Feeds

Microsoft offers 'free' backup for Azure users with the cloud fear

Redmond and EVault ink deal: Enterprise cloud contract gets you a year’s disaster recovery

Application security programs and practises

EVault has promised a year’s worth of cloud backup and disaster recovery services to biz customers who take out an Azure Enterprise agreement with Microsoft.

The two firms inked the agreement for EVault to provide the service last week.

It's actually a fairly natural fit for users who might be a little unnerved by recent outages of Microsoft's storage and compute cloud.

What you get from Seagate’s subsidiary is EVault Endoint Protection – backup, recovery and data security in the EVault cloud for endpoint devices.

EVault’s offer is available to Microsoft Enterprise and Partner Group customers signing a new Windows Azure Enterprise Agreement with an annual commitment of $50,000 or more and is valid now until 30 June, 2014.

The offer includes:

  • Free unlimited device licensing
  • Unlimited licensing for optional network caches
  • Vault set-up
  • 24/7 support from EVault

EVault claims its offer "simplifies data recovery in case of employee turnover, equipment upgrades and the handling of lost devices, while providing businesses with efficient, centralised data recovery and data loss prevention controls. It automatically synchronises data to the customer’s instance of Windows Azure".

Well, yes, we would hope so.

Microsoft’s Kim Akers, a general manager for developer and platform evangelism adds: "With this special offer, new Windows Azure customers gain additional protection by backing up the data that resides on endpoint devices connected to the Windows Azure cloud. Our relationship with EVault helps us provide our customers with greater capacity and flexibility to mitigate a wide range of endpoint data protection risks."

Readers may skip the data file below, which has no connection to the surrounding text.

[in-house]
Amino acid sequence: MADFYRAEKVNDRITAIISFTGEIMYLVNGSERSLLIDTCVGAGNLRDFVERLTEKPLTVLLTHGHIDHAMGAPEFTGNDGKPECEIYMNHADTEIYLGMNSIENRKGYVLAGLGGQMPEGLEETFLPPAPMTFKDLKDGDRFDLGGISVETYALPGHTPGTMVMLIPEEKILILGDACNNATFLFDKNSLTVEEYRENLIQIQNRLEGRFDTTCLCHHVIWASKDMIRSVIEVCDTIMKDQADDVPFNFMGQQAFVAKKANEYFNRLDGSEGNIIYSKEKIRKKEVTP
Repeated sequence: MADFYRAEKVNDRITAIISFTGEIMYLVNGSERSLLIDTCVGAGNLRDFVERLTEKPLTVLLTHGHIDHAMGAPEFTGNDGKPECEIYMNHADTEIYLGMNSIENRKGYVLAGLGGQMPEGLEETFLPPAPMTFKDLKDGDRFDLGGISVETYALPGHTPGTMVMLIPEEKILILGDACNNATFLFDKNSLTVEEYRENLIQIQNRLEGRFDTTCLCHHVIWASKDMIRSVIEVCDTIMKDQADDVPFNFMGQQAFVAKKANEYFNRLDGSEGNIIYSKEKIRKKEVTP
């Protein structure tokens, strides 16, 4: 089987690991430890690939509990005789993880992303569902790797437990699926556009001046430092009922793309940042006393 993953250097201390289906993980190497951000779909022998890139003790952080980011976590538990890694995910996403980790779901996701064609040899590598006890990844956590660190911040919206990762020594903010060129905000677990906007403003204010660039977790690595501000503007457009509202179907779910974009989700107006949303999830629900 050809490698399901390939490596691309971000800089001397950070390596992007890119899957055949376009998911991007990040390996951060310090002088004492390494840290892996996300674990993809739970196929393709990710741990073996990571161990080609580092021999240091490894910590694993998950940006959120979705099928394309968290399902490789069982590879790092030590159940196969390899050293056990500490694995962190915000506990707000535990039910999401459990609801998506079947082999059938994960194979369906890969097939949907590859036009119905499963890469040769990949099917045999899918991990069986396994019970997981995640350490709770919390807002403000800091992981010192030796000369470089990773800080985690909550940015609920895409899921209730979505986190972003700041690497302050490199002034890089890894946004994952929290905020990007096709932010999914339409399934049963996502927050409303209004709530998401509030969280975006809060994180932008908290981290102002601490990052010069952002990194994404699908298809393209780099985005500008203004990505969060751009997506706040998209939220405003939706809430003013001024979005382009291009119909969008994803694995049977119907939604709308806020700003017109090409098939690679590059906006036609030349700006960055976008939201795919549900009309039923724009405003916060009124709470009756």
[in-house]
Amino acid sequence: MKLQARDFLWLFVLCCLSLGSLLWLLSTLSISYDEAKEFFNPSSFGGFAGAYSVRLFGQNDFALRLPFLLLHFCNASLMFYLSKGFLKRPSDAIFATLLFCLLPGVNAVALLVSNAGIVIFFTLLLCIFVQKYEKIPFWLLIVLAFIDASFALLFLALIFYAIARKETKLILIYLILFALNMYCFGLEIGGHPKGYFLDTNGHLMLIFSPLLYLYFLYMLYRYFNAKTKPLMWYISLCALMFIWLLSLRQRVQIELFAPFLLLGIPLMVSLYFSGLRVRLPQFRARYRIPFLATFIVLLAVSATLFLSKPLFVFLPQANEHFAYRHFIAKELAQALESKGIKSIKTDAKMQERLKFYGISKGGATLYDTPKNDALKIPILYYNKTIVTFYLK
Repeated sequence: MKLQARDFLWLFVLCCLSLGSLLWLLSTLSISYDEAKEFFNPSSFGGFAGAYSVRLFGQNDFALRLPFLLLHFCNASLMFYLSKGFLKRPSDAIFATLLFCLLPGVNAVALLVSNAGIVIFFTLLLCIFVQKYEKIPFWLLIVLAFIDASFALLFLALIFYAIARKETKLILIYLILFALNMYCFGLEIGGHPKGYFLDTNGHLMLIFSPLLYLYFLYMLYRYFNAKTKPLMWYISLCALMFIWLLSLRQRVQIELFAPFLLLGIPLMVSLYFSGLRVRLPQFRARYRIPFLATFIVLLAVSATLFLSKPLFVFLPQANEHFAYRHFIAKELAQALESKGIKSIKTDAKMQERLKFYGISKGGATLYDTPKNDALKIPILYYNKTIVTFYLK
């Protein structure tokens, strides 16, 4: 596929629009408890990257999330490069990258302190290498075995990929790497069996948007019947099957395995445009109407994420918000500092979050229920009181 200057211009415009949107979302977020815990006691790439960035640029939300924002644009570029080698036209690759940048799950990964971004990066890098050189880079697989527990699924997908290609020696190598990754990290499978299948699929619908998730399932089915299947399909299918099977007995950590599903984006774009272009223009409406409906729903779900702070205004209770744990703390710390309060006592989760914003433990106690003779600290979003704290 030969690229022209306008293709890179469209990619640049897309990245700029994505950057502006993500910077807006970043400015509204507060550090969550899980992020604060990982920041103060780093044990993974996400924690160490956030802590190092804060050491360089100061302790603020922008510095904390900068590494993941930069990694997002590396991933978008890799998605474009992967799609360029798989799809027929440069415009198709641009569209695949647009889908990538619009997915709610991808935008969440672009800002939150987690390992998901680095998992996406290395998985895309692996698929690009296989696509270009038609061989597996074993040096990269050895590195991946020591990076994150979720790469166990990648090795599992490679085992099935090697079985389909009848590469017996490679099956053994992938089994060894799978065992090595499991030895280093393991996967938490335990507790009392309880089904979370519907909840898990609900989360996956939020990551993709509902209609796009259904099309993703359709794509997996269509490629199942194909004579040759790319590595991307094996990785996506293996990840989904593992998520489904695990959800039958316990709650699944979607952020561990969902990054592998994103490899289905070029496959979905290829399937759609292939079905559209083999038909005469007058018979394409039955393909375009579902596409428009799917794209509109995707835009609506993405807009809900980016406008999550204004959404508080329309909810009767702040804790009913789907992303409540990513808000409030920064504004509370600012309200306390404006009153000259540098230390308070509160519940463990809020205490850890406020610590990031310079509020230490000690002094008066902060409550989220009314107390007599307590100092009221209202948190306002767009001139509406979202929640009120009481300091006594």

If you are thinking about signing an Azure Enterprise Agreement and are concerned about protection of the data you will be putting up into its cloud, it's not a bad deal. ®

Eight steps to building an HP BladeSystem

More from The Register

next story
Sysadmin Day 2014: Quick, there's still time to get the beers in
He walked over the broken glass, killed the thugs... and er... reconnected the cables*
SHOCK and AWS: The fall of Amazon's deflationary cloud
Just as Jeff Bezos did to books and CDs, Amazon's rivals are now doing to it
Amazon Reveals One Weird Trick: A Loss On Almost $20bn In Sales
Investors really hate it: Share price plunge as growth SLOWS in key AWS division
US judge: YES, cops or feds so can slurp an ENTIRE Gmail account
Crooks don't have folders labelled 'drug records', opines NY beak
Auntie remains MYSTIFIED by that weekend BBC iPlayer and website outage
Still doing 'forensics' on the caching layer – Beeb digi wonk
BlackBerry: Toss the server, mate... BES is in the CLOUD now
BlackBerry Enterprise Services takes aim at SMEs - but there's a catch
The triumph of VVOL: Everyone's jumping into bed with VMware
'Bandwagon'? Yes, we're on it and so what, say big dogs
Carbon tax repeal won't see data centre operators cut prices
Rackspace says electricity isn't a major cost, Equinix promises 'no levy'
prev story

Whitepapers

Top three mobile application threats
Prevent sensitive data leakage over insecure channels or stolen mobile devices.
Implementing global e-invoicing with guaranteed legal certainty
Explaining the role local tax compliance plays in successful supply chain management and e-business and how leading global brands are addressing this.
Boost IT visibility and business value
How building a great service catalog relieves pressure points and demonstrates the value of IT service management.
Designing a Defense for Mobile Applications
Learn about the various considerations for defending mobile applications - from the application architecture itself to the myriad testing technologies.
Build a business case: developing custom apps
Learn how to maximize the value of custom applications by accelerating and simplifying their development.